This book became the record of a sacred search—his search for his father, his search for his identity, his search to understand his mixed heritage amid broken and lost relationships, his search to understand what it means to be black and in particular, a black American. The author says that the book is not strictly autobiographical in the sense of ‘summing up’ but more the beginnings of a literary family album and a book of questions. Among many questions in this book Obama asks:
Who am I?
What does it mean to be black?
Where do I belong?
What am I to do in life?
Who is my family?
Where does faith come from?
What sort of faith do I need?
Where is home?
What does it mean to come home?

These are personal questions yet most of them are universal questions. His answers are therefore helpful to readers, not because Obama provides ready-made answers but for his helpful pointers as people make their own journey. His loneliness and perplexity about his identity and the lack of help from others finds candid expression when he writes:

“Away from mother, and away from my grandparents, I was engaged in a fitful interior struggle. I was trying to raise myself to be a black man in America, and beyond the given of my appearance, no one around me seemed to know exactly what that meant.” (36)

The author is appreciative of the sacrifices made by some of his family members and is frank about the somewhat messy, scary and at times disappointing process of meeting family members for the first time, yet the sharing of these stories gives him a sense of place and purpose.

This book is indirectly a guide to personal pilgrimage, an invitation to consider one’s own story and join the dots, to begin filling in the gaps and find the jigsaw pieces that gradually reveal a picture that is a mixed blessing and one that is never finished. An example of a practical pointer about making a journey of one’s heritage comes from the lips of Barack’s African grandmother when she says to him, “A man can never be too busy to know his own people.” (377)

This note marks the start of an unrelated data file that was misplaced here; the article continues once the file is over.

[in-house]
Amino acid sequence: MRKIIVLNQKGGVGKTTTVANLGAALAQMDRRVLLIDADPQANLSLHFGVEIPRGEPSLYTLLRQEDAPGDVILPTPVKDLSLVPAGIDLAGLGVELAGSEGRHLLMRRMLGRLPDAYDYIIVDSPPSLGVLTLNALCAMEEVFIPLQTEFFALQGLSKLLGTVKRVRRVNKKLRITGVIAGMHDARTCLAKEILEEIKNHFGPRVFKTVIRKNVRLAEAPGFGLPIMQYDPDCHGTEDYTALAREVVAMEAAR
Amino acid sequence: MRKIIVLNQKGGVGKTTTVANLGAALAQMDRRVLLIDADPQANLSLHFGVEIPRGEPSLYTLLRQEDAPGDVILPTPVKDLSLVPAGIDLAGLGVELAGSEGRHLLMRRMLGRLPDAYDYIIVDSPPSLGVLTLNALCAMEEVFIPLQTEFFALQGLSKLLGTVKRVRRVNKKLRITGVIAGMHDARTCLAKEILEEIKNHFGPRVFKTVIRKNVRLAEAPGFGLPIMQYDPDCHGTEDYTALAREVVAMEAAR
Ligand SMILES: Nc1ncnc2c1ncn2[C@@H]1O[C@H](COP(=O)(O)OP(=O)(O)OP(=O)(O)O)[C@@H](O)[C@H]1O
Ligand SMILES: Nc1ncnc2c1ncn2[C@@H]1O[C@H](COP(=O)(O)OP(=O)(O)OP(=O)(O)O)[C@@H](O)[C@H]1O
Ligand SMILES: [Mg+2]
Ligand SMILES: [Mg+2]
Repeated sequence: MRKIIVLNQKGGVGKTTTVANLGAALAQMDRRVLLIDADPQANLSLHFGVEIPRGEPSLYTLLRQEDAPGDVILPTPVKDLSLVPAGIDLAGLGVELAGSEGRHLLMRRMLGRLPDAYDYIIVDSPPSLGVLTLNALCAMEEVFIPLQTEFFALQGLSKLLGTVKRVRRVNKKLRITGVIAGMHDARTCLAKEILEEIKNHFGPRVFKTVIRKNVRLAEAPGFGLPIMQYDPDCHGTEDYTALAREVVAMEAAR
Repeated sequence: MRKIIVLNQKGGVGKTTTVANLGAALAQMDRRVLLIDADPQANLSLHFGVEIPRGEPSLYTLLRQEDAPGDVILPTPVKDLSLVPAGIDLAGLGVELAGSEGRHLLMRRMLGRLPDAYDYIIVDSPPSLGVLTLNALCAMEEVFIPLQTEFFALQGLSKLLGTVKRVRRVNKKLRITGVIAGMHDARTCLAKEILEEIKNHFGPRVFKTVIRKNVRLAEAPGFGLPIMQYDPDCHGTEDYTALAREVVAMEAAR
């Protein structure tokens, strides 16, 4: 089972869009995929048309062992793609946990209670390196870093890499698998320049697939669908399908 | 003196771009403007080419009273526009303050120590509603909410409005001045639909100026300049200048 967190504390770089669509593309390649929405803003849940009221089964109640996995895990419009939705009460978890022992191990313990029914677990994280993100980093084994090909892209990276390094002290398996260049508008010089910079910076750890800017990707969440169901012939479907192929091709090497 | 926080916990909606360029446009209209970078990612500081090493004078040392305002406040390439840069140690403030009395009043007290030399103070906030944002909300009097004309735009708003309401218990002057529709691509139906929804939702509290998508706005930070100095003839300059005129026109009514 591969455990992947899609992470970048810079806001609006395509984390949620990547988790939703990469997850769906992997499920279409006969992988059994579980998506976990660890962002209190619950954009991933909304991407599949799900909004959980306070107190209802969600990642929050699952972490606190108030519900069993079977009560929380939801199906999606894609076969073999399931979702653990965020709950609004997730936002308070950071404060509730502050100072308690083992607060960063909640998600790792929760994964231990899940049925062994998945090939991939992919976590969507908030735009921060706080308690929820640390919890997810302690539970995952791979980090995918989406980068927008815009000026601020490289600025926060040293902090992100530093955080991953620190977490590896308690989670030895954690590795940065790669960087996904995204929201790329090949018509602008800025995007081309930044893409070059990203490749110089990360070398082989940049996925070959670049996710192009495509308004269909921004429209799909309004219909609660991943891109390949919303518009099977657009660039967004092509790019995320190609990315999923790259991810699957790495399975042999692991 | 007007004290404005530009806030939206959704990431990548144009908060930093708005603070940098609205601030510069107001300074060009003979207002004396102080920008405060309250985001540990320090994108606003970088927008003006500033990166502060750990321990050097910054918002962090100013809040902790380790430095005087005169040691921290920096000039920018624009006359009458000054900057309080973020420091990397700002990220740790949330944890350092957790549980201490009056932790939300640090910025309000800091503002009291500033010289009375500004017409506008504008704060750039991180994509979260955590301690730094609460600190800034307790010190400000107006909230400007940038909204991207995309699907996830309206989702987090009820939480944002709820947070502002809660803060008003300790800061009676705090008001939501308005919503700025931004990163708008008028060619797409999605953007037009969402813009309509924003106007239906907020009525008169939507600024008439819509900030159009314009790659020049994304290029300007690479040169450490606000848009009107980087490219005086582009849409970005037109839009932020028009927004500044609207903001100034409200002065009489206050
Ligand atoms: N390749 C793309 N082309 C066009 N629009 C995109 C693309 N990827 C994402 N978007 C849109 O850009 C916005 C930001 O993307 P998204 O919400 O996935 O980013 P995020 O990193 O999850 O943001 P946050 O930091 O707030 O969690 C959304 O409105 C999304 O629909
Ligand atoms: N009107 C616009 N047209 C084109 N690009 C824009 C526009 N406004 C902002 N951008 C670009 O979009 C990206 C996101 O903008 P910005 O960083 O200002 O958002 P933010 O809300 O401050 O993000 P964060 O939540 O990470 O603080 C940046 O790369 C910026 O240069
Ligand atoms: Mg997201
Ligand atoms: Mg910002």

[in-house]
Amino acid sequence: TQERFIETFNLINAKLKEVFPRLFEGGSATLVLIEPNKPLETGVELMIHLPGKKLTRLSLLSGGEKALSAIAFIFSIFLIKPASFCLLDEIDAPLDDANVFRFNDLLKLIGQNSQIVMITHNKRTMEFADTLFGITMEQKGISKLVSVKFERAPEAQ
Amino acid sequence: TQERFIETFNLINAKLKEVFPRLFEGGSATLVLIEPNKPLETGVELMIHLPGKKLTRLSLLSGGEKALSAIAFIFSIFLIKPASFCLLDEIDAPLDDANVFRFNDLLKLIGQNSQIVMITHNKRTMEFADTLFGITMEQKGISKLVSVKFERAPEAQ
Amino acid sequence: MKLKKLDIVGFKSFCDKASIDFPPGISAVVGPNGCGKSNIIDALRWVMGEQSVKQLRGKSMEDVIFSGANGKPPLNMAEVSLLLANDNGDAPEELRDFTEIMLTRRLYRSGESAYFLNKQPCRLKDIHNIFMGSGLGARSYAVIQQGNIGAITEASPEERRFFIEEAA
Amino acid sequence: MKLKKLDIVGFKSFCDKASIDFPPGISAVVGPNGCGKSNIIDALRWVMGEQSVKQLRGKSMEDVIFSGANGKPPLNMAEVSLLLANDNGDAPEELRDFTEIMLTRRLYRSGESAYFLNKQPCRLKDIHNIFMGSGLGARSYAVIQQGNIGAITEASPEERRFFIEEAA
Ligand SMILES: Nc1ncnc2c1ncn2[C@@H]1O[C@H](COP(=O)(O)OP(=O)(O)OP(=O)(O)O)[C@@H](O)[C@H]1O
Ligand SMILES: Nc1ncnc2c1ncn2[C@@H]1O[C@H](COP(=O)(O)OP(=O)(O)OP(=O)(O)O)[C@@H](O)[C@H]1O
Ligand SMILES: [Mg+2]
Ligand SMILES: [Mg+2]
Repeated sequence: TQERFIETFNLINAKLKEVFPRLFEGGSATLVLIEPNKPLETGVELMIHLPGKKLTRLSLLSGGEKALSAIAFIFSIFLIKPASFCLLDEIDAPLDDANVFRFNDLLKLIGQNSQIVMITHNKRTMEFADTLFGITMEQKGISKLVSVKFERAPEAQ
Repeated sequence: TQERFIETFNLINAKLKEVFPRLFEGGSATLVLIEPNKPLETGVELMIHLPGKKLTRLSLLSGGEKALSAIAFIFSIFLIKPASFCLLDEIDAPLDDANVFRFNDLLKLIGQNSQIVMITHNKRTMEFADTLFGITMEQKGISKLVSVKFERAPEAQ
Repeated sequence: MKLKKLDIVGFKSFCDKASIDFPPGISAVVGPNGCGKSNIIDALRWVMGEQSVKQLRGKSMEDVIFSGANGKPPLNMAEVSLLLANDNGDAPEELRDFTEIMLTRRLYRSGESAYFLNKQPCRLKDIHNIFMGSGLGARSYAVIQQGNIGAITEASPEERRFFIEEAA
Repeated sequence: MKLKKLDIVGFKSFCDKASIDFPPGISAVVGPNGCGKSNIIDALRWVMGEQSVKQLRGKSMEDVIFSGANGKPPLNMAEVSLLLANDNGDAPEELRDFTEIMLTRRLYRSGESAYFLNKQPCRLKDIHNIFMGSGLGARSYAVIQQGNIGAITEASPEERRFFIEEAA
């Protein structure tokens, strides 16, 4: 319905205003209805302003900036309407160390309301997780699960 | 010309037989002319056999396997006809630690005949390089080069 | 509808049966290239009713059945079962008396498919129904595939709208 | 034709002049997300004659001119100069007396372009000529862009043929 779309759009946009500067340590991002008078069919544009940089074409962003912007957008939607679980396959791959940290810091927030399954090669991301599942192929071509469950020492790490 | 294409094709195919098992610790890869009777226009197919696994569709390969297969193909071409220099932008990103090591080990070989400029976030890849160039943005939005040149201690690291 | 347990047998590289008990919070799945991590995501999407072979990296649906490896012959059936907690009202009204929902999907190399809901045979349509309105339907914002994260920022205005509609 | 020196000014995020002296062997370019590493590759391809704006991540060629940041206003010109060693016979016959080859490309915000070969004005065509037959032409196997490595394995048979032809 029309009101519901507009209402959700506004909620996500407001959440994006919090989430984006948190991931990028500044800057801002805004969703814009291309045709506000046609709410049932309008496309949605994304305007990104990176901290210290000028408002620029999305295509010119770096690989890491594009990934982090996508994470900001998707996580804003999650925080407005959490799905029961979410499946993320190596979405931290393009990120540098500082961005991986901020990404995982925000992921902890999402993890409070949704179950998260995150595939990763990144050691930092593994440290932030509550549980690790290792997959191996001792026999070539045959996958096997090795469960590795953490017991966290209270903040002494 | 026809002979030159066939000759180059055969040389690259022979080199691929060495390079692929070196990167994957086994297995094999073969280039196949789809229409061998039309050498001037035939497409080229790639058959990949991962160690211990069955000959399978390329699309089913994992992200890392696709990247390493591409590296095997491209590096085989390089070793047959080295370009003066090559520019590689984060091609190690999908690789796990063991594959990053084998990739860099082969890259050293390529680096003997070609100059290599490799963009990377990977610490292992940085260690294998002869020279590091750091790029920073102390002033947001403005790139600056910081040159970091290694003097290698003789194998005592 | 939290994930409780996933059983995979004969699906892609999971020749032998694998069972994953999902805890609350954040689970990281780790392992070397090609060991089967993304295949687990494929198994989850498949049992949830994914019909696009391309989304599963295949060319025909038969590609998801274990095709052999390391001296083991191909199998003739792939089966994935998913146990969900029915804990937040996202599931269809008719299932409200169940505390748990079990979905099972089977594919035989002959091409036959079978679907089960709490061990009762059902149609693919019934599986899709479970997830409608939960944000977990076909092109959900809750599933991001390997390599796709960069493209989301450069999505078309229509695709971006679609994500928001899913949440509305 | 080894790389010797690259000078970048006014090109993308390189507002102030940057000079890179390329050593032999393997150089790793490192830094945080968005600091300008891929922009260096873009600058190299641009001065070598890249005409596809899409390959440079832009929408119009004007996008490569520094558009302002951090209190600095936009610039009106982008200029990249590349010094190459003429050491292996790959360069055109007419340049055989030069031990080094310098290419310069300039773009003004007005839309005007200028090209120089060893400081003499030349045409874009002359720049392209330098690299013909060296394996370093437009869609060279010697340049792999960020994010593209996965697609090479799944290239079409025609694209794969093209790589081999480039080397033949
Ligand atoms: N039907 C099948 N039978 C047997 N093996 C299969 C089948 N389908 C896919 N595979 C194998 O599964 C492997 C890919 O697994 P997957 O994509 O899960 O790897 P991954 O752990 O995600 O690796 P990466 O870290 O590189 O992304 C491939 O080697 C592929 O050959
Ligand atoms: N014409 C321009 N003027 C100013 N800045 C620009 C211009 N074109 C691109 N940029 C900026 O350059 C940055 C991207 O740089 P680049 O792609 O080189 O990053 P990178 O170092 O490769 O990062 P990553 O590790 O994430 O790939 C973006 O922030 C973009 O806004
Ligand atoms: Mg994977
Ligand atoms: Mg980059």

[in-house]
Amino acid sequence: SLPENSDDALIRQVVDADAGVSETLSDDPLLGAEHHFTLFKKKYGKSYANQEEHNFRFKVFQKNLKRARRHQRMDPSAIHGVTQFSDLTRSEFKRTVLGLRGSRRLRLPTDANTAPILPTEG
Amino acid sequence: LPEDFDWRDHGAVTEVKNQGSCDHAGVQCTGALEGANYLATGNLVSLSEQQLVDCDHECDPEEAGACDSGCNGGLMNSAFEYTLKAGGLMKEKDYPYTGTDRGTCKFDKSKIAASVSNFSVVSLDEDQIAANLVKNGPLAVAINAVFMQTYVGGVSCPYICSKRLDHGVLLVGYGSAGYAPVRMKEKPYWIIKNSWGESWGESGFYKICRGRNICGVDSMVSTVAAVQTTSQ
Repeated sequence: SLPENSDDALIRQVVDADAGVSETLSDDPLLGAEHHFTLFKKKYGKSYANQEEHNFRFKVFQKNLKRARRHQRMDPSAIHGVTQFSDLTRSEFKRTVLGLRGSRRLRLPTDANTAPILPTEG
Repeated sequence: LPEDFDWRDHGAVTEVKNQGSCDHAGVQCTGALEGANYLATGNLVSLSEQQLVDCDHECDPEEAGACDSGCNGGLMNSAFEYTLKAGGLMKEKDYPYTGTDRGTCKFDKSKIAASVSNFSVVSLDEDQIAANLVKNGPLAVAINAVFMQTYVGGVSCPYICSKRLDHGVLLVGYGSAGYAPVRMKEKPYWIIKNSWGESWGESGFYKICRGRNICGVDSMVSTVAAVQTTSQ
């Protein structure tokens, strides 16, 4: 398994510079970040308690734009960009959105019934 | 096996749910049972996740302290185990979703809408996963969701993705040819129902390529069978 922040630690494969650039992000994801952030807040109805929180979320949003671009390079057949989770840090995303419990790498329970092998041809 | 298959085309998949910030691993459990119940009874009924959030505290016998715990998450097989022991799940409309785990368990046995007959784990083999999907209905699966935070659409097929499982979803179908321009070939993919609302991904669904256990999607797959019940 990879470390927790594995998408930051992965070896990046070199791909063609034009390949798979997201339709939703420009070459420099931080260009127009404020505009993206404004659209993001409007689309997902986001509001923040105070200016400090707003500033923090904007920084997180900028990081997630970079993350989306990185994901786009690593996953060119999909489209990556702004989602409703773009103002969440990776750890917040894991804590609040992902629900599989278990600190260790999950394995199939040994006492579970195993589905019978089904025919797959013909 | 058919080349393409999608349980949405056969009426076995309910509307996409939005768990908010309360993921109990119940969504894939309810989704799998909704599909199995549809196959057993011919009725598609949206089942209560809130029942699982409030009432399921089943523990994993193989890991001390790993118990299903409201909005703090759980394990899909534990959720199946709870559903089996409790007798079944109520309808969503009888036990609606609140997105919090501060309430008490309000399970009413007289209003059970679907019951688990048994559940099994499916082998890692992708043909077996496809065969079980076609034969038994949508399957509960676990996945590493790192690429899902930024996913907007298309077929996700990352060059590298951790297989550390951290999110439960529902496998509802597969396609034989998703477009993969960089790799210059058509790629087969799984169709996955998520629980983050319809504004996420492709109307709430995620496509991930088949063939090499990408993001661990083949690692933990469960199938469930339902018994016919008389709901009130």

Obama demonstrates what it means to explore one’s history as the book shows him on a visit to Africa, searching, yearning, observing, listening, discovering and collecting. About his African grandfather he says, “If I could just piece together his story, I thought, then, perhaps everything else might fall into place.” (372)

The book records not only a gathering of family information but a journey from aimlessness to the development of strong convictions. As his mother said to him while he was young, “If you want to grow into a human being you’re going to need some values.” (41)

The author of this book is a wordsmith who searches for the right word, delights in his discovery and comes to realize the sheer power of words. During a visit by his father to the USA and to his school young Barack was amazed at the way his father spoke and captivated his classmates. This set the boy on another journey that began with these words: “If I could just find the right words…” (106)

A glimpse into the way Obama has found the right words and possesses the eye of a poet is found in this record of his safari in Kenya:

“And there, on the other side of the rise, I saw as beautiful a land as I’d ever seen. It swept out forever, flat plains undulating into gentle hills, dun-colored and as supple as a lion’s back, creased by long gallery forests and dotted with thorn trees. To our left, a huge herd of zebra, ridiculously symmetrical in their stripes, harvested the wheat-colored grass; to our right, a troop of gazelle leaped into bush. And in the center, thousands of wildebeest, with mournful heads and humped shoulders that seemed too much for their slender legs to carry.” (351)

One of the few unsatisfying things about this book is the epilogue and the way Obama crams many important life events and his feelings about these into a few lines. His changing attitudes, his marriage to Michelle and the death of her father are dealt with in mere headlines. Realizing that his is an unfinished story it may have been better to omit these references altogether.

This is an important book for understanding the person who has and will continue to make a vital contribution to the stories of America and our world. Dreams from my Father is a valuable story that may serve as a mirror in which readers will see themselves and will be helped by the author’s courage to take an interior journey, to ask the questions and confront the answers that we both seek and fear.

Barack Obama, Dreams from my Father: A Story of Race and Inheritance (Edinburgh: Canongate, 1995, 2007)

This book is available from Magrudy’s Bookshops in the UAE at a cost of Dh 68.00.

Barack Obama’s second book, The Audacity of Hope, is posted at this link on Reviewing Books and Movies.

Dr Geoff Pound

Image: Front covers of two editions of Dreams From My Father.